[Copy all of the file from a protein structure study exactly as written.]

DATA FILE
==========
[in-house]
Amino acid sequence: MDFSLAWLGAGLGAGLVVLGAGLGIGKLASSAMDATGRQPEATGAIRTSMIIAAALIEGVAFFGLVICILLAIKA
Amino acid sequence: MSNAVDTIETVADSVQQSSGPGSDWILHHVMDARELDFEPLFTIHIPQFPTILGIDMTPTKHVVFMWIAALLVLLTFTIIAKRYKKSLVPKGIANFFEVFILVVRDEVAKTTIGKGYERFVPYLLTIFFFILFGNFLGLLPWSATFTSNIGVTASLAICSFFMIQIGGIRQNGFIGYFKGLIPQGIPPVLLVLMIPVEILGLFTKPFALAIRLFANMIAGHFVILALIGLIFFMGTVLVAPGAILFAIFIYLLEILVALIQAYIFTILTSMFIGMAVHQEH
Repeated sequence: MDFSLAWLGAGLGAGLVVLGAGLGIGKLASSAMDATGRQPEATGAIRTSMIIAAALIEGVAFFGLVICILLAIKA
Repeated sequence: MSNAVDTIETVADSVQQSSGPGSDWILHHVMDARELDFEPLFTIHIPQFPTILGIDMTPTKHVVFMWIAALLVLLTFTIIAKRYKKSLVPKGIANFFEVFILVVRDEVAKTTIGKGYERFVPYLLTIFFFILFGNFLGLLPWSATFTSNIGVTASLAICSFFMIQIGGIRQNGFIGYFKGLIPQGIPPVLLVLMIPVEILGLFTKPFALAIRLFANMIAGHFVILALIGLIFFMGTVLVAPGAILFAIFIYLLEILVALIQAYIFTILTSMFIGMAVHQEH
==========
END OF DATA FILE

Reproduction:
[in-house]
Amino acid sequence: MDFSLAWLGAGLGAGLVVLGAGLGIGKLASSAMDATGRQPEATGAIRTSMIIAAALIEGVAFFGLVICILLAIKA
Amino acid sequence: MSNAVDTIETVADSVQQSSGPGSDWILHHVMDARELDFEPLFTIHIPQFPTILGIDMTPTKHVVFMWIAALLVLLTFTIIAKRYKKSLVPKGIANFFEVFILVVRDEVAKTTIGKGYERFVPYLLTIFFFILFGNFLGLLPWSATFTSNIGVTASLAICSFFMIQIGGIRQNGFIGYFKGLIPQGIPPVLLVLMIPVEILGLFTKPFALAIRLFANMIAGHFVILALIGLIFFMGTVLVAPGAILFAIFIYLLEILVALIQAYIFTILTSMFIGMAVHQEH
Repeated sequence: MDFSLAWLGAGLGAGLVVLGAGLGIGKLASSAMDATGRQPEATGAIRTSMIIAAALIEGVAFFGLVICILLAIKA
Repeated sequence: MSNAVDTIETVADSVQQSSGPGSDWILHHVMDARELDFEPLFTIHIPQFPTILGIDMTPTKHVVFMWIAALLVLLTFTIIAKRYKKSLVPKGIANFFEVFILVVRDEVAKTTIGKGYERFVPYLLTIFFFILFGNFLGLLPWSATFTSNIGVTASLAICSFFMIQIGGIRQNGFIGYFKGLIPQGIPPVLLVLMIPVEILGLFTKPFALAIRLFANMIAGHFVILALIGLIFFMGTVLVAPGAILFAIFIYLLEILVALIQAYIFTILTSMFIGMAVHQEH